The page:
― Linda Lael Miller,
  
    
      Lily and the Major

I have another problem. Caleb’s grin was at once endearing and obnoxious. You’re naked in my bed, and you don’t own a stitch of clothing in the world, he agreed. You needn’t look so pleased about it! Lily snapped, drawing up her knees and wrapping her arms around them. She was very careful not to let the covers slip away from her breasts. Not only that, Caleb went on, as though she hadn’t spoken, but the whole fort is talking about us. Speculating on what’s going on right here in this room. Lily flushed. Now that she could see things in better perspective she was furious with herself for giving in to Caleb the night of the fire. If she’d gone to Mrs. Tibbet and asked for a place to stay, she could have avoided this problem. She let her forehead rest on her upraised knees. I’m just like my mother, she despaired. Caleb made her lift her head. No, he said softly. She gave up, and you don’t have the first idea how to do that. I don’t mind telling you that sometimes I wish you did. He paused. You’re still going to move onto your land, aren’t you? Lily swallowed. Yes, she said, because Caleb was right. She didn’t know how to give up on her dream. She’d had to struggle for everything all her life, and she’d never learned to walk away from something she wanted. The major rose from the bed, gazing distractedly toward the window. Lily knew he wasn’t seeing the fluttering lace curtains, which needed washing, or the blue of the sky. Presently he spoke, his voice hoarse and so low that she had to strain to hear it. I guess there’s no point in talking about it anymore, then. I’ll see what I can do about getting you some clothes. Caleb’s loving had affected Lily like a dose of opium, but now she was fully awake, and having to stay in bed was like being held prisoner. Mrs. Tibbet may still have some of Sandra’s things around, she suggested. Caleb didn’t so much as glance in her direction. Right, he answered, crossing the room and pulling open the door. Caleb, wait! Lily cried. You can’t just walk out and leave me here like this—I need to know how soon I can expect you back! He let his head rest against the doorjamb for a moment, and his shoulders, always so straight and strong, looked slightly stooped to Lily. Half an hour, he said, and then he was gone, closing the door quietly behind him. Lily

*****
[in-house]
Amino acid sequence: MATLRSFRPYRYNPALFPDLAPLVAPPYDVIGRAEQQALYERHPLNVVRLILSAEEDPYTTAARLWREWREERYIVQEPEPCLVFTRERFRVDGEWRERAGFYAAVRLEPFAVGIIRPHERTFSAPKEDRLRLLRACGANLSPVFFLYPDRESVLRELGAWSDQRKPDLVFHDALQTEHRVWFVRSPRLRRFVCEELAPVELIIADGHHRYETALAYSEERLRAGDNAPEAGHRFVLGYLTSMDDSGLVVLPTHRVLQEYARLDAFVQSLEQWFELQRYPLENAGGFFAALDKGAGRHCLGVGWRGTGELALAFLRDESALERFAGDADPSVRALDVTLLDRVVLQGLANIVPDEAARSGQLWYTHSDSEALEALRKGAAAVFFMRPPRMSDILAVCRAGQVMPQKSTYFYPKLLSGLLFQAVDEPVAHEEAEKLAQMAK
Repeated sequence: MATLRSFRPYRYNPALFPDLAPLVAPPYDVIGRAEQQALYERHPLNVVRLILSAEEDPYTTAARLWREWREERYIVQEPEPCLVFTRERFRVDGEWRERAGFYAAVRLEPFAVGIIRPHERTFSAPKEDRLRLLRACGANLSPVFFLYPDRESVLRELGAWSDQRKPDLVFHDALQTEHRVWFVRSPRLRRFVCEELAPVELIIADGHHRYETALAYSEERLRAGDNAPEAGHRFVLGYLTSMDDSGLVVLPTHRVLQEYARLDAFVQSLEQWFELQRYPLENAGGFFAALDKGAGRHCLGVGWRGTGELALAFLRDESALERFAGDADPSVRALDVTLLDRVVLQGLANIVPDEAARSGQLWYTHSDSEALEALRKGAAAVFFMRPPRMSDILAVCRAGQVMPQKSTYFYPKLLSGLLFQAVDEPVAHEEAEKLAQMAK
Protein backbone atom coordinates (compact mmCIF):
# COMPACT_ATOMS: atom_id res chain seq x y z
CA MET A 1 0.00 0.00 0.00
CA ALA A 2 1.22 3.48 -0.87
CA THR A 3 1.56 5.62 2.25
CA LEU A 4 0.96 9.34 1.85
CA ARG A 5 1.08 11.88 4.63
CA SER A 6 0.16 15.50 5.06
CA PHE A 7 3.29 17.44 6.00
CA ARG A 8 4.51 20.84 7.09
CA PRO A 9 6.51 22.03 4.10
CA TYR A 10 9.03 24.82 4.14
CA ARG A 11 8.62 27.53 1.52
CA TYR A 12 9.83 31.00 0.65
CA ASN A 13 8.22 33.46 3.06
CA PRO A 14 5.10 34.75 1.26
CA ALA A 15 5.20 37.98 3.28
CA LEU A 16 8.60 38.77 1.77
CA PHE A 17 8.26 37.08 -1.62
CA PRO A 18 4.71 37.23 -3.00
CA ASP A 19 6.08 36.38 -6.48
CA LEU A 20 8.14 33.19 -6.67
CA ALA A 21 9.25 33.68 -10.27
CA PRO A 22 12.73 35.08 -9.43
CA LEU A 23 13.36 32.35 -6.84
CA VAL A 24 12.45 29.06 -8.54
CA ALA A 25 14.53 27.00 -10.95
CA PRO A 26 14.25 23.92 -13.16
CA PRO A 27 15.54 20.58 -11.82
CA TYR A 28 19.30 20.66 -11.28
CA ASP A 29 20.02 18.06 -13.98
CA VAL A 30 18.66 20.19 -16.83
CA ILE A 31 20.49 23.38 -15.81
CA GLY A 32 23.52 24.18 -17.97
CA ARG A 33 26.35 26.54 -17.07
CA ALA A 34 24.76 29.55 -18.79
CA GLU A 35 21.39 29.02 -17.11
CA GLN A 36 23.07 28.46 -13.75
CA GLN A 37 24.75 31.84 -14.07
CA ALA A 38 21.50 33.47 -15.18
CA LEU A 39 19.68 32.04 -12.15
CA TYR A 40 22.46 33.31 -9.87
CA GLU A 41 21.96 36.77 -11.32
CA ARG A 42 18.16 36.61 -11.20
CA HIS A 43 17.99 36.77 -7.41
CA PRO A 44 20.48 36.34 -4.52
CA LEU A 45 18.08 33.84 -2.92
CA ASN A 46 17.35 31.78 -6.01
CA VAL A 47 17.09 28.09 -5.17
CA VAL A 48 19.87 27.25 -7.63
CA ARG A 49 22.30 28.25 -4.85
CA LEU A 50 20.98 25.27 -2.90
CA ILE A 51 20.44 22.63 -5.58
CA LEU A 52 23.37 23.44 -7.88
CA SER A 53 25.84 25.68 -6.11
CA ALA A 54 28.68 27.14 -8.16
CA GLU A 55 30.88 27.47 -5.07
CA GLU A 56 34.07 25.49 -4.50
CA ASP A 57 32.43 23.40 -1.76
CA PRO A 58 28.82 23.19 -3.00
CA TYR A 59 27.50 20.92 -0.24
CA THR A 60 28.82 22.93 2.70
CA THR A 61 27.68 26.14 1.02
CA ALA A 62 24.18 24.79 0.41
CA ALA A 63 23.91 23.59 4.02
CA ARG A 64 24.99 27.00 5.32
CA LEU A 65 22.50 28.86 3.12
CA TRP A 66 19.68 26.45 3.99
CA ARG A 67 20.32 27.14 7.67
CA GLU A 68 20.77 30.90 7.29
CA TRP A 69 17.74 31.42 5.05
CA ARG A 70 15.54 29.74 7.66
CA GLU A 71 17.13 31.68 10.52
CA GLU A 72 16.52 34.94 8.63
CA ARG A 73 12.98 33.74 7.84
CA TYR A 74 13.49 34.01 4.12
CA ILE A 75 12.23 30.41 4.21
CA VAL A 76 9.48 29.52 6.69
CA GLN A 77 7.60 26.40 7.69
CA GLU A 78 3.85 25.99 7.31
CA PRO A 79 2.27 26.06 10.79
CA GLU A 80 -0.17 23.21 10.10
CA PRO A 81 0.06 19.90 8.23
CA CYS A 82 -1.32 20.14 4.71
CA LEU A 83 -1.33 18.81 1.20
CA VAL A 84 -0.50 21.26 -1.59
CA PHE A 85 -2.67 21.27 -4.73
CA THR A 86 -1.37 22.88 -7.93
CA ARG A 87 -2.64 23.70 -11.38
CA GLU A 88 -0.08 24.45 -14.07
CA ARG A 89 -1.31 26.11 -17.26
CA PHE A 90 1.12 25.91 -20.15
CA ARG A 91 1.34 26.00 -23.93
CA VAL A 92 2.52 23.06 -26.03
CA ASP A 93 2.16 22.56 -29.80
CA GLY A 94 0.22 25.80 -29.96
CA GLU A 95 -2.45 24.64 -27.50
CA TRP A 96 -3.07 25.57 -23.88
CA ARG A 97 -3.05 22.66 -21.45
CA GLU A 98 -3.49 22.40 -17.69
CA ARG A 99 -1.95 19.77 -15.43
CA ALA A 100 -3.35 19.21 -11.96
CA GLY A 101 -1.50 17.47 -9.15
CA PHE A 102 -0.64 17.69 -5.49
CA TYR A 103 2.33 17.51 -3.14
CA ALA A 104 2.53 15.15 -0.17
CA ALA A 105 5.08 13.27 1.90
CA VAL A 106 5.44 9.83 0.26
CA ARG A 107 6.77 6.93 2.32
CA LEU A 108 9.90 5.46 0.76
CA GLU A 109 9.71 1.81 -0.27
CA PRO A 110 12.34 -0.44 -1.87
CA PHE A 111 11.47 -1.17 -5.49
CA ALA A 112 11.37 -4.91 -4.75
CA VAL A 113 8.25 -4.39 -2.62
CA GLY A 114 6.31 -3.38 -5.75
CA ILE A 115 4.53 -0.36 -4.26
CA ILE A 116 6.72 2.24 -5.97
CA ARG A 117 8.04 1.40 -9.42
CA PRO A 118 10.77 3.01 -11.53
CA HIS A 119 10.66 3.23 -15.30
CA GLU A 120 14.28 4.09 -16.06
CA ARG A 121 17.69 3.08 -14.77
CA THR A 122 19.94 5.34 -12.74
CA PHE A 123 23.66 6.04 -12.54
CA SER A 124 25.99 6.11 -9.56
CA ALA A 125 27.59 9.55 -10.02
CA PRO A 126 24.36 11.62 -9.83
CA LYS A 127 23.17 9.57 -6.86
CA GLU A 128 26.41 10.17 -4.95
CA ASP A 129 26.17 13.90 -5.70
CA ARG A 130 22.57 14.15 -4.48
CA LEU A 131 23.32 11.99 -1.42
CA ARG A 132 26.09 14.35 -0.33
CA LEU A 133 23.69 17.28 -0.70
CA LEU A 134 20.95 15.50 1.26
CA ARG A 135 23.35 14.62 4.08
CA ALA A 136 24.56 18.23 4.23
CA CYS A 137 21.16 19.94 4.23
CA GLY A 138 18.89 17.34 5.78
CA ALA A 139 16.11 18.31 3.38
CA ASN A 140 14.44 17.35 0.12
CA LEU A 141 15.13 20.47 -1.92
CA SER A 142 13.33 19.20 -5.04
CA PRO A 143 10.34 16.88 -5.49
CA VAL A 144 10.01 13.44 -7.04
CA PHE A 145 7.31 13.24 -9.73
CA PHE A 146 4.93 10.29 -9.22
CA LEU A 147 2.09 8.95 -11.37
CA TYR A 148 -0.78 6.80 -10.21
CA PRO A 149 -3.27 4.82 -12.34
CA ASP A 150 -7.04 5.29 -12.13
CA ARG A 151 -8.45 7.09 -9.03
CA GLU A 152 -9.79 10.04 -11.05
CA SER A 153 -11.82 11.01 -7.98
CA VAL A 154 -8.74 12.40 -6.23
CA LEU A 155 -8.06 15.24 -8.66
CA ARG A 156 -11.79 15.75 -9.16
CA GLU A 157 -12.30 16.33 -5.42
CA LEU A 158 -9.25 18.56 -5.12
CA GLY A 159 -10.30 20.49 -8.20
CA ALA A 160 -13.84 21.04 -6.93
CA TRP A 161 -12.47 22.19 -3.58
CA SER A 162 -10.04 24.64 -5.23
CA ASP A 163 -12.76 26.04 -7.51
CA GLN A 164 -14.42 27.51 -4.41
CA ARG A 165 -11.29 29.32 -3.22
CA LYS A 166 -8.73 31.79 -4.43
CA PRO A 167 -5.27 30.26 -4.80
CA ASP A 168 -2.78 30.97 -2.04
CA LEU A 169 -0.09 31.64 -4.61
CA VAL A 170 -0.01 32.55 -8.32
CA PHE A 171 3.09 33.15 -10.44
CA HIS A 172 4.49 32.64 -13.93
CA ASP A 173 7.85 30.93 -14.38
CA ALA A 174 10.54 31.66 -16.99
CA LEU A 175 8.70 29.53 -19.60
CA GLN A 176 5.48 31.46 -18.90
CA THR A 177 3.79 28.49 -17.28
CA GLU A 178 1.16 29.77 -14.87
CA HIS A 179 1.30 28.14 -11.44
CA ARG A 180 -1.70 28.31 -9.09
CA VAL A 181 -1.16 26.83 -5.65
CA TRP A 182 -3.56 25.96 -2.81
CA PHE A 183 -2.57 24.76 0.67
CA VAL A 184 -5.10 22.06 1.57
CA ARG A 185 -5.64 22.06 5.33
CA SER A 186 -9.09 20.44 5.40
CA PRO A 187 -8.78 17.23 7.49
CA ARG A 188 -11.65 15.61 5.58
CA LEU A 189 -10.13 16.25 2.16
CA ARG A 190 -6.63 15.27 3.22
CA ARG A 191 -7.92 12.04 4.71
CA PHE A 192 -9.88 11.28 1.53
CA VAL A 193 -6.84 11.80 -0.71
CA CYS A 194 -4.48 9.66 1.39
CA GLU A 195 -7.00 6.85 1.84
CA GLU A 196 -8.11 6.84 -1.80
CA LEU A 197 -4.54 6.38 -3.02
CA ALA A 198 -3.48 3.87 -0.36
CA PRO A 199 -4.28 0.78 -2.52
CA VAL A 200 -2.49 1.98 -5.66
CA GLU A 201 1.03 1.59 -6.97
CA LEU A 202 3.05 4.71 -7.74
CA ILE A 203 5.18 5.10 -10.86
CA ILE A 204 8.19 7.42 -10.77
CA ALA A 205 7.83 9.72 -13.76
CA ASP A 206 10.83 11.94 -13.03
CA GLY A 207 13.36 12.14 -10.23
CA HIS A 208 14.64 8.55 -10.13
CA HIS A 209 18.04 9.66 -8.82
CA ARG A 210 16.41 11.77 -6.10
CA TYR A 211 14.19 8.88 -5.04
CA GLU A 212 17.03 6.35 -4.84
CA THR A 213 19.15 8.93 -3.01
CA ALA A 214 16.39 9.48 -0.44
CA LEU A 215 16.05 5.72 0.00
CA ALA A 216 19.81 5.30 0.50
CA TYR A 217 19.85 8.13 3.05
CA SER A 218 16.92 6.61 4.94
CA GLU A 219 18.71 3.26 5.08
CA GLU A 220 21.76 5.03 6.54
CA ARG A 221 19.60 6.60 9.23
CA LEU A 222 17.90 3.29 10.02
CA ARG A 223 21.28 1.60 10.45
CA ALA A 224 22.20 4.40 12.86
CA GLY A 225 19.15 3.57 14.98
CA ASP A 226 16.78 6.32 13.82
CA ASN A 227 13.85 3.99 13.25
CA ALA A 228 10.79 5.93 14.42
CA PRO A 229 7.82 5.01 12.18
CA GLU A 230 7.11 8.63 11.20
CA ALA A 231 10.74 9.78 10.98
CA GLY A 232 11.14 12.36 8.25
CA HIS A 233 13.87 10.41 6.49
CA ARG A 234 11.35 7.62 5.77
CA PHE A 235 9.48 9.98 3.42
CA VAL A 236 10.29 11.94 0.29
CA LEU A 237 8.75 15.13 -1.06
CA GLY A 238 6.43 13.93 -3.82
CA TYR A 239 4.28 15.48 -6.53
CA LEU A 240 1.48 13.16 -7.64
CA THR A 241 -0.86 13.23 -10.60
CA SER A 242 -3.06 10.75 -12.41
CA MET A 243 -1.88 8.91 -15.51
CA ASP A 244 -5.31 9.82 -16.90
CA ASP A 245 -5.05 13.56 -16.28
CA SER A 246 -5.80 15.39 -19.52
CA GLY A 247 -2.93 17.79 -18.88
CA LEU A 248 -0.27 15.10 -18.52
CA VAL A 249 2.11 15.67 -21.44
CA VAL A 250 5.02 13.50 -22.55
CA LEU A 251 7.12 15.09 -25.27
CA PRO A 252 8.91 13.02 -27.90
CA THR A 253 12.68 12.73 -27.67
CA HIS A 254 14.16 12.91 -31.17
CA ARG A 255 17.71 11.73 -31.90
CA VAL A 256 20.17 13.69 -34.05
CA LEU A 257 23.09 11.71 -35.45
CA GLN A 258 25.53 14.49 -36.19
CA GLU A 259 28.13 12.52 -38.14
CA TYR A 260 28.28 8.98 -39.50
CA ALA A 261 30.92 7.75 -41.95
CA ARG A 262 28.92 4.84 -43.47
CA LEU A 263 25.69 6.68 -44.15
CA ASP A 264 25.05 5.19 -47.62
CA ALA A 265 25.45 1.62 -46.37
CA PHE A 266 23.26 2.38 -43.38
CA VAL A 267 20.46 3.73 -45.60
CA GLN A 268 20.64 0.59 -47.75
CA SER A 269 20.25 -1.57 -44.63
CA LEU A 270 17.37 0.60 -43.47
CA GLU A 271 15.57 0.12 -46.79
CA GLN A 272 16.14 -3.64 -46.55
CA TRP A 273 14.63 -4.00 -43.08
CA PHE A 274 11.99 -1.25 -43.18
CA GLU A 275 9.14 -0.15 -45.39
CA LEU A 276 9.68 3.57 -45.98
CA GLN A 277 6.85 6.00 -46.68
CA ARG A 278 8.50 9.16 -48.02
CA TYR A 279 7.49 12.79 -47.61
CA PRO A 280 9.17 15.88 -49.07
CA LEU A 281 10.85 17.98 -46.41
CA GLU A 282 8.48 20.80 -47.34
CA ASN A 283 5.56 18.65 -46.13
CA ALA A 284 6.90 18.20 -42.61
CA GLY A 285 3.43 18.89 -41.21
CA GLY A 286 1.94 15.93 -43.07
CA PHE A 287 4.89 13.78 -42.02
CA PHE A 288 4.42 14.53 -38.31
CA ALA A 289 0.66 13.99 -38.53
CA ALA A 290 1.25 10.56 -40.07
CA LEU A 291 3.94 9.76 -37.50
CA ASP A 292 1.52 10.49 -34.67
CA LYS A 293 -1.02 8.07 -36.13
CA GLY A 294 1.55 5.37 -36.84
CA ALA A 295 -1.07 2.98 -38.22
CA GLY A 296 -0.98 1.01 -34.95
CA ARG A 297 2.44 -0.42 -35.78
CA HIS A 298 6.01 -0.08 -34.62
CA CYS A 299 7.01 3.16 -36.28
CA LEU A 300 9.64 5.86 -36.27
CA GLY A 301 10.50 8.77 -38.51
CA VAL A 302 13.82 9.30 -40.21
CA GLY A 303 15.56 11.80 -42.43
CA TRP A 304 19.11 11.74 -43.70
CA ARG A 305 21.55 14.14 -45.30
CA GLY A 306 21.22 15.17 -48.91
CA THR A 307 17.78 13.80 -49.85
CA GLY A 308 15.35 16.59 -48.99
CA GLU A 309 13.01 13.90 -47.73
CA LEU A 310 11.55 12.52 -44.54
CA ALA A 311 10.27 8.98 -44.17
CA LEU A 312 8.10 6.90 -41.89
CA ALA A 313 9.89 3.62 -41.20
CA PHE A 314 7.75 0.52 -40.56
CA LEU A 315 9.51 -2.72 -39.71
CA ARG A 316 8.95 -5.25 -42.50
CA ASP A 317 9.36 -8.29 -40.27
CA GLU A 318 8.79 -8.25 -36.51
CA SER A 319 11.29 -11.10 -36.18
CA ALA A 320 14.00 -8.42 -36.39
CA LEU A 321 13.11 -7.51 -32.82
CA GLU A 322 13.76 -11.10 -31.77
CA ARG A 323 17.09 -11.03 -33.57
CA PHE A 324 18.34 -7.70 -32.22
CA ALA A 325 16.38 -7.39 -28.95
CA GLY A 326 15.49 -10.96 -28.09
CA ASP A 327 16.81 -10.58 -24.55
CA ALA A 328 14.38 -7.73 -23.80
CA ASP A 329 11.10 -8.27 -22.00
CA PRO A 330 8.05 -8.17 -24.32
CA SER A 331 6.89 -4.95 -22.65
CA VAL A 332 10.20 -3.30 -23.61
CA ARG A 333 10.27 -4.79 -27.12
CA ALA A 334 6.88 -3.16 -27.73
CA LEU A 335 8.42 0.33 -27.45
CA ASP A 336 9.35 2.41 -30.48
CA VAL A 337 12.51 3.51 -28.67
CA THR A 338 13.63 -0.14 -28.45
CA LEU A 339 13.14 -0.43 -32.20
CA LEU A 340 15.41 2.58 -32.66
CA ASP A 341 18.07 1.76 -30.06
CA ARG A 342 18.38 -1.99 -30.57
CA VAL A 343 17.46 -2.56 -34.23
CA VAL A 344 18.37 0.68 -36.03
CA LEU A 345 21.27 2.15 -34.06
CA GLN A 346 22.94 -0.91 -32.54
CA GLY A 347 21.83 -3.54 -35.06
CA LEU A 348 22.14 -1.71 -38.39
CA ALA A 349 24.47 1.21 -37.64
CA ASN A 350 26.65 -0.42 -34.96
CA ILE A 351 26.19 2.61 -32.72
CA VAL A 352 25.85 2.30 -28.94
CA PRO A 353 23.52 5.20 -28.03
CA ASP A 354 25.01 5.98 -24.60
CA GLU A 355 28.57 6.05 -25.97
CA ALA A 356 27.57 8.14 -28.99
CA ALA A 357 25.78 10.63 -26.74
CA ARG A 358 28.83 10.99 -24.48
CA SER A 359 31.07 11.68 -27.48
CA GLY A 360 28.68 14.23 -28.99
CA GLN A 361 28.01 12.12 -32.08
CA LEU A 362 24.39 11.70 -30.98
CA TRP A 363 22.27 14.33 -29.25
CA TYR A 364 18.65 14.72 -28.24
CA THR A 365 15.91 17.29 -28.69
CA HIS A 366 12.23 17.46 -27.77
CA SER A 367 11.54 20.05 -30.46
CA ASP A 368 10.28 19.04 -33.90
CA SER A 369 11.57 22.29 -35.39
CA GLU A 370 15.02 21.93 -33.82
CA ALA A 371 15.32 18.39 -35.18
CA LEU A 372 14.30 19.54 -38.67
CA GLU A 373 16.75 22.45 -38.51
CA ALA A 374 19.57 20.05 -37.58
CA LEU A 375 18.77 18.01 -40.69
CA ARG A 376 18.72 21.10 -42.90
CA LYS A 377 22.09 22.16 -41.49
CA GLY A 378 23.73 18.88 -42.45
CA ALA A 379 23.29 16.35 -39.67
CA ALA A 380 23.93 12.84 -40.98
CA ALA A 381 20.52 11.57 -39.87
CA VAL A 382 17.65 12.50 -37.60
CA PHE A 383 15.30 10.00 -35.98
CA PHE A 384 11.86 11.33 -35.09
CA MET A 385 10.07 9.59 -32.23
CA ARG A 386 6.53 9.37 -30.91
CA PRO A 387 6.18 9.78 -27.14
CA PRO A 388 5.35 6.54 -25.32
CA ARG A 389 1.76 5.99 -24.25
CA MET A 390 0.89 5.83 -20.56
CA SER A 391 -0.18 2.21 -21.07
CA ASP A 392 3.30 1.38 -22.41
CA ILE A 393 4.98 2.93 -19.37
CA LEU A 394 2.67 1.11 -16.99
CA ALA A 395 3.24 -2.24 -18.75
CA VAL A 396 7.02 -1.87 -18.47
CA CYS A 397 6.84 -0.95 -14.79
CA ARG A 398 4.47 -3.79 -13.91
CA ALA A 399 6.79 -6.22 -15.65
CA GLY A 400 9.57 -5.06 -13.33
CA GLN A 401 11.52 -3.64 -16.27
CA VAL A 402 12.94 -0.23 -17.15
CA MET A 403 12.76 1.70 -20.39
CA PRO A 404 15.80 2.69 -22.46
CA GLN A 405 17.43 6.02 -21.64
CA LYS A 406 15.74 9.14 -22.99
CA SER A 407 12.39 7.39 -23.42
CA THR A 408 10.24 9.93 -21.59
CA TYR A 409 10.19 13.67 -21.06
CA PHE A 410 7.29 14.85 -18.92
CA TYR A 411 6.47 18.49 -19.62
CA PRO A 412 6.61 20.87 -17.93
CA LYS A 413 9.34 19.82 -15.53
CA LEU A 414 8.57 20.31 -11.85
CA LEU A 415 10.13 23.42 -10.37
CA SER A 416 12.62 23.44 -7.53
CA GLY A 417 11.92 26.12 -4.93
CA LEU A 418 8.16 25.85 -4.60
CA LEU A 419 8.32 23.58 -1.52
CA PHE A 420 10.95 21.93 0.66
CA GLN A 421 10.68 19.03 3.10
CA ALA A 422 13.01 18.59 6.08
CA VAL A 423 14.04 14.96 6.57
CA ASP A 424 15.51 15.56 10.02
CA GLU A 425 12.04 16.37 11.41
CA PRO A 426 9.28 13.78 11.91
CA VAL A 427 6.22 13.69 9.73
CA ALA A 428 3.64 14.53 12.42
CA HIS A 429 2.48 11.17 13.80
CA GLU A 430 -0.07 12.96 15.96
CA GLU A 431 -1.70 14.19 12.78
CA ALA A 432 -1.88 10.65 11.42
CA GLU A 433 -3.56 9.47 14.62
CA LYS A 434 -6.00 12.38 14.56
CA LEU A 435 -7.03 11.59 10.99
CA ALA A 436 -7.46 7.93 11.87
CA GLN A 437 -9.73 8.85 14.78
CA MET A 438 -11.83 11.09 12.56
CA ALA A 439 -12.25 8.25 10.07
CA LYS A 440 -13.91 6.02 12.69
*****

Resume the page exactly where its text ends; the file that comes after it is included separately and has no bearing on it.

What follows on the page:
― Linda Lael Miller,

Lily and the Major